Nobody enjoys interviews; why would they? They’re stressful and scary and they never seem to show you in the best light.
That’s why I was so terrified when I was told that I needed to have informal interviews for every single voluntary position I’ve taken this year.
It’s understandable needing to interview any potential volunteers, especially when there are children involved. That fact does not make it any easier for me.
I am rubbish in interviews. Before 2013, I’d only had six interviews and only half of those were successful. I didn’t have a good track record for them as I entered my final year of university and had to begin thinking about the interviews for my future.
I had one for my PGCE, which was unsuccessful, and another for becoming a teaching assistant, also unsuccessful.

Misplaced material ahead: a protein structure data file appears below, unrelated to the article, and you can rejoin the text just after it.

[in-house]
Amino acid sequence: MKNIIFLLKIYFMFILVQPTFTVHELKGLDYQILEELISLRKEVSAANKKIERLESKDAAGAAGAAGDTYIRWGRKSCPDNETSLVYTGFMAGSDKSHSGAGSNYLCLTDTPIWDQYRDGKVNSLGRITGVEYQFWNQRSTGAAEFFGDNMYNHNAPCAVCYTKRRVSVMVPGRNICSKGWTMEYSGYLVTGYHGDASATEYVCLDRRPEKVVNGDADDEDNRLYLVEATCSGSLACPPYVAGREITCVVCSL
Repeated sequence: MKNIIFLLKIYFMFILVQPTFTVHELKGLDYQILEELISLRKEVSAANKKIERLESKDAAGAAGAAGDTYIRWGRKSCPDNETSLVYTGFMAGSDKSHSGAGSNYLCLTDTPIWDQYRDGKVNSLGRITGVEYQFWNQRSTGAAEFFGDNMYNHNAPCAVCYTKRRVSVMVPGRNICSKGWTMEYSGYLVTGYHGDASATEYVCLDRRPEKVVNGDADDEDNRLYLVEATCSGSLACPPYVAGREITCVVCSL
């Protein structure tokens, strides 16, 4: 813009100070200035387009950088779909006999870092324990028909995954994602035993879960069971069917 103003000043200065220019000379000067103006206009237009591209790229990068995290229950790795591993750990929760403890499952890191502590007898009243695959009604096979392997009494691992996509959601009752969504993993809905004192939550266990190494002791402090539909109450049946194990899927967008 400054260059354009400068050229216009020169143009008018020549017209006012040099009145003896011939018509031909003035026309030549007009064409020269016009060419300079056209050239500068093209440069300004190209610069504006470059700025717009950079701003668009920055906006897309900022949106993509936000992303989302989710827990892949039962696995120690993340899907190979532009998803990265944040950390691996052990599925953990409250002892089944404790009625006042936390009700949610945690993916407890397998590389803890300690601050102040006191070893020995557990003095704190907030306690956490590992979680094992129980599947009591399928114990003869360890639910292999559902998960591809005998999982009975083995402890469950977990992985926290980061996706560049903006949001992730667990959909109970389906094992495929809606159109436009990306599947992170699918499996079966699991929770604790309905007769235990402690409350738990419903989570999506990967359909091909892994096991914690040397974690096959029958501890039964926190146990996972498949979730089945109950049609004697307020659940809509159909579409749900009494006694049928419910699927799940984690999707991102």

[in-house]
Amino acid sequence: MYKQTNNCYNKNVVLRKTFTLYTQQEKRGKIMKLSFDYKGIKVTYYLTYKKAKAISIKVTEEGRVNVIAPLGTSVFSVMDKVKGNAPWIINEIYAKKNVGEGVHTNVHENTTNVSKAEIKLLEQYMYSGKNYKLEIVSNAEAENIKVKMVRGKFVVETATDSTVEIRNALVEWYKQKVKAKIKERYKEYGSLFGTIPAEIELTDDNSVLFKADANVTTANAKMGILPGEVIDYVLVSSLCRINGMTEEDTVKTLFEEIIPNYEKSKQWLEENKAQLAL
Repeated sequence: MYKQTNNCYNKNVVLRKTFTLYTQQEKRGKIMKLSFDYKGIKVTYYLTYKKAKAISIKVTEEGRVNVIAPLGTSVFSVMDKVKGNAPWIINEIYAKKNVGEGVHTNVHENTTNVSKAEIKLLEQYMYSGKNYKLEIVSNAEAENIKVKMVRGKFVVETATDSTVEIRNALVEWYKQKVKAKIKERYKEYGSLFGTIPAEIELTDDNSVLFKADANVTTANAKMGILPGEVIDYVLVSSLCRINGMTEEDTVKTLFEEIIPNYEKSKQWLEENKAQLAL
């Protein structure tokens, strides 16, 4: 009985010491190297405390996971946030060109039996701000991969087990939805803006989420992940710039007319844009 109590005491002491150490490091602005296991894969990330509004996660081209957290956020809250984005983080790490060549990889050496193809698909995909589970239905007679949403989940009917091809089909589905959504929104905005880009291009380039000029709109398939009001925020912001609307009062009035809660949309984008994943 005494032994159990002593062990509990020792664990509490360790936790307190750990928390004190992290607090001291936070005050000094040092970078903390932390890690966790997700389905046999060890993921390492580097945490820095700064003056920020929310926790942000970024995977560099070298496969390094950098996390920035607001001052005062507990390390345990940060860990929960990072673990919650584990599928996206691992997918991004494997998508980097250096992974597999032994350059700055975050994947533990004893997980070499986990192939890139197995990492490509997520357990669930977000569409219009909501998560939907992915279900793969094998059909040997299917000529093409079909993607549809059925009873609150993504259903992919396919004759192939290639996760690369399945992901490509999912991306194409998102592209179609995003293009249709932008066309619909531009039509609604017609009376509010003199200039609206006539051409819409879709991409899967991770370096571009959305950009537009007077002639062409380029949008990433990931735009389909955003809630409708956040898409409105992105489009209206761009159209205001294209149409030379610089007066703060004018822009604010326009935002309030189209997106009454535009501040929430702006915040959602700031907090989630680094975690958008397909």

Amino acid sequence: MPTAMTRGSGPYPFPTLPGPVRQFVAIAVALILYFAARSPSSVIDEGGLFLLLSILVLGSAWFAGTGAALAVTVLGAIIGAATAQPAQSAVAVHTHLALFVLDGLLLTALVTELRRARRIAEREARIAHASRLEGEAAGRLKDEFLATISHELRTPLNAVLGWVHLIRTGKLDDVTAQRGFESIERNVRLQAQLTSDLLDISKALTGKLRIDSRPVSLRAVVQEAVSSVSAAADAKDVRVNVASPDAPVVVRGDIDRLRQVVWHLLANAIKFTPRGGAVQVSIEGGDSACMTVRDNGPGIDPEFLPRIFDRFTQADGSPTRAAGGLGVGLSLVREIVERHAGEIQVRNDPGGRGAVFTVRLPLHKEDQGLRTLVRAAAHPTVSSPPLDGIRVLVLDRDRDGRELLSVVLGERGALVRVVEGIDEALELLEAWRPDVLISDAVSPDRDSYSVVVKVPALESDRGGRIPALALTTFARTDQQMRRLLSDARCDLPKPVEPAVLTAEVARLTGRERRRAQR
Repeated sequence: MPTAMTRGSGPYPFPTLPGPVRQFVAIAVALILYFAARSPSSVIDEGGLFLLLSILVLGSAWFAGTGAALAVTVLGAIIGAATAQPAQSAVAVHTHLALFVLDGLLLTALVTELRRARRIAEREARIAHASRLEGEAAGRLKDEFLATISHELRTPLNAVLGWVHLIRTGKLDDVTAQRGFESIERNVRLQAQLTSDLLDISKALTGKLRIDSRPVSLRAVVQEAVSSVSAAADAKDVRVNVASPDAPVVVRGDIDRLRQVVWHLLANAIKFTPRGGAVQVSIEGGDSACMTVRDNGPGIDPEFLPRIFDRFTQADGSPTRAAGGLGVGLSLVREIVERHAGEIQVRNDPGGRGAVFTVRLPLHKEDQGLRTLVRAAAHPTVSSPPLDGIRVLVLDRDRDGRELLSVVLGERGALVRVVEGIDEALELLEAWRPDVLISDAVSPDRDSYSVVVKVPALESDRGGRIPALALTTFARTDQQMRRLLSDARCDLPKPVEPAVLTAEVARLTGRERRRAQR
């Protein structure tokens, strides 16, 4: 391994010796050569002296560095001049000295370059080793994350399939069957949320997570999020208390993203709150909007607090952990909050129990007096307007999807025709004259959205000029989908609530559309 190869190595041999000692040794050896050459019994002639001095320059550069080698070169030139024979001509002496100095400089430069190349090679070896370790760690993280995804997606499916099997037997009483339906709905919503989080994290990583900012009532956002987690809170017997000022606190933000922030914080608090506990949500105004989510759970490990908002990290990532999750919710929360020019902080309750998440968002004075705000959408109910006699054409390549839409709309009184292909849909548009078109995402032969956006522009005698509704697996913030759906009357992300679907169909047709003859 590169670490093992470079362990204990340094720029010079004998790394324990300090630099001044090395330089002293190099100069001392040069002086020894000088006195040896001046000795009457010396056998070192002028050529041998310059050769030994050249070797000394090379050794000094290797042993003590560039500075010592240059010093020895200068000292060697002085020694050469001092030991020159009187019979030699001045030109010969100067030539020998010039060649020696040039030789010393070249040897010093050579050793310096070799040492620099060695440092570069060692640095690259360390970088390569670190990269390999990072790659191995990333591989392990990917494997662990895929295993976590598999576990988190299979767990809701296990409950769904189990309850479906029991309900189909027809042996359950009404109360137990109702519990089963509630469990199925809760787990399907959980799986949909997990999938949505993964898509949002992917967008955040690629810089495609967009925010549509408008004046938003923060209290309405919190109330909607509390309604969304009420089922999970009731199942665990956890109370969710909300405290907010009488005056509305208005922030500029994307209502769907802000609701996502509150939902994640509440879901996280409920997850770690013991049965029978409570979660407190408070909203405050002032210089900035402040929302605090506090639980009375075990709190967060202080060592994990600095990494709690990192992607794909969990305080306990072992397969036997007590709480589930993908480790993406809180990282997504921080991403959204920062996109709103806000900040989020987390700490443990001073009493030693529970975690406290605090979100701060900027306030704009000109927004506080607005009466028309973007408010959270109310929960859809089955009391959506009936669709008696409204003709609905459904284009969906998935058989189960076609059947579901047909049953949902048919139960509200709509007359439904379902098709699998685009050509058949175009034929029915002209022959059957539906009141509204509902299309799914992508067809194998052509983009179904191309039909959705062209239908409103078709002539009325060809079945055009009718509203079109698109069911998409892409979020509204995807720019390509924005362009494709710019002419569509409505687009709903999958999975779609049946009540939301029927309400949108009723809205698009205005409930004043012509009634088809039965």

I’m used to being a big fish where I work and I’ve always been at least average in education, so being rejected suddenly felt like a punch to the stomach. I wasn’t the obvious choice, as I hoped I could have been. Instead, so far as I was concerned, I was the loser who couldn’t be trusted with the job.
Interviews with charities are a little different. They’re more relaxed about it; you’ve offered your time and energy for free for a good cause and you’ve already spoken to at least one person several times.
Combining knowledge from previous interviews the best advice I can offer is take a deep breath then pretend to be the most confident person in the room. Even if you aren’t successful, you’ve taken a step towards achieving what you want to. It’s all experience one way or another and there’s no point giving something up after not quite making the first hurdle.